OSF HealthCare Structural Rehabilitation
- Condition Assessment
- Repair Design
- Engineering Observations during Construction
- Historically Registered Parking Structure
The historic parking structure was originally constructed in 1950. It is 4 levels and 145,000 square feet with one partial below-grade and one level below grade. Between the parking structure and adjacent building is an integrally constructed finished pavilion space. The parking structure is part of a historically registered district connecting to the adjacent 1920 historically registered office building.
The structure had previously undergone several repair programs, the last completed many years ago. As a result, the structure was severely deteriorated and in a state of disrepair. Due to safety concerns, the structure had been closed for many years. However, after completing renovation of the adjacent connected office building, the Owner’s attention turned to the parking structure. The owner engaged Walker to perform a condition assessment of the structure to evaluate the deterioration and provide repair options.
Walker performed a complete condition assessment of the structure that included visual observations and soundings to record findings, estimate repair quantities, and provide repair options. The team used Ground Penetrating Radar (GPR) and test openings to document existing reinforcement in structural members. Soil test pits and soil borings were performed to determine geotechnic properties of the surrounding soils to evaluate repair options. The assessment found the structure to be in poor condition with over 90% of the roof level beams exhibiting severe freeze-thaw deterioration, an estimated 50% of lower-level beams exhibiting areas of corrosion related distress, and over 50% of the total elevated floor slab areas exhibited corrosion related distress.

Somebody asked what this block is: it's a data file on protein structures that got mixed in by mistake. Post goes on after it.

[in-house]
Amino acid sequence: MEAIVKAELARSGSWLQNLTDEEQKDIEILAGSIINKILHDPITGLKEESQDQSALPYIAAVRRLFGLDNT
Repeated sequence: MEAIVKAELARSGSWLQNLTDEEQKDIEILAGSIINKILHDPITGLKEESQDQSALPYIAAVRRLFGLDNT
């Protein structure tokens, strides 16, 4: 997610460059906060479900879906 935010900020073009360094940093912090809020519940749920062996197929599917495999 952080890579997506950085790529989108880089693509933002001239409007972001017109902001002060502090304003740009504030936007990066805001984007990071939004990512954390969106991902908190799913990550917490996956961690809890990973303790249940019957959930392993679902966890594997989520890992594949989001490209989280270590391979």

After performing the condition assessment, Walker provided the owner with several repair solutions and the owner chose to perform a complete restoration of the parking structure and pavilion area. Walker provided the designs for repairs which included gaining approval for the designs from the State Preservation Office and National Parks Services.
Walker provided repair designs which included:
- Full slab replacement
- Beam and girder replacement (~50%)
- Full replacement of helical ramp slabs
- Reinforcing the basement walls to resist lateral earth pressures
- New traffic bearing waterproofing membranes
- New lighting, plumbing, fire protection, and basement ventilation system
- New wayfinding signage
Due to extensive pre-construction testing and planning, the construction phase was efficient with minimal surprises. The project was successfully completed within a tight schedule set by grant funding constraints. This project restored a historic structure, lessening landfill waste, reducing the use of natural resources, and was environmentally responsible.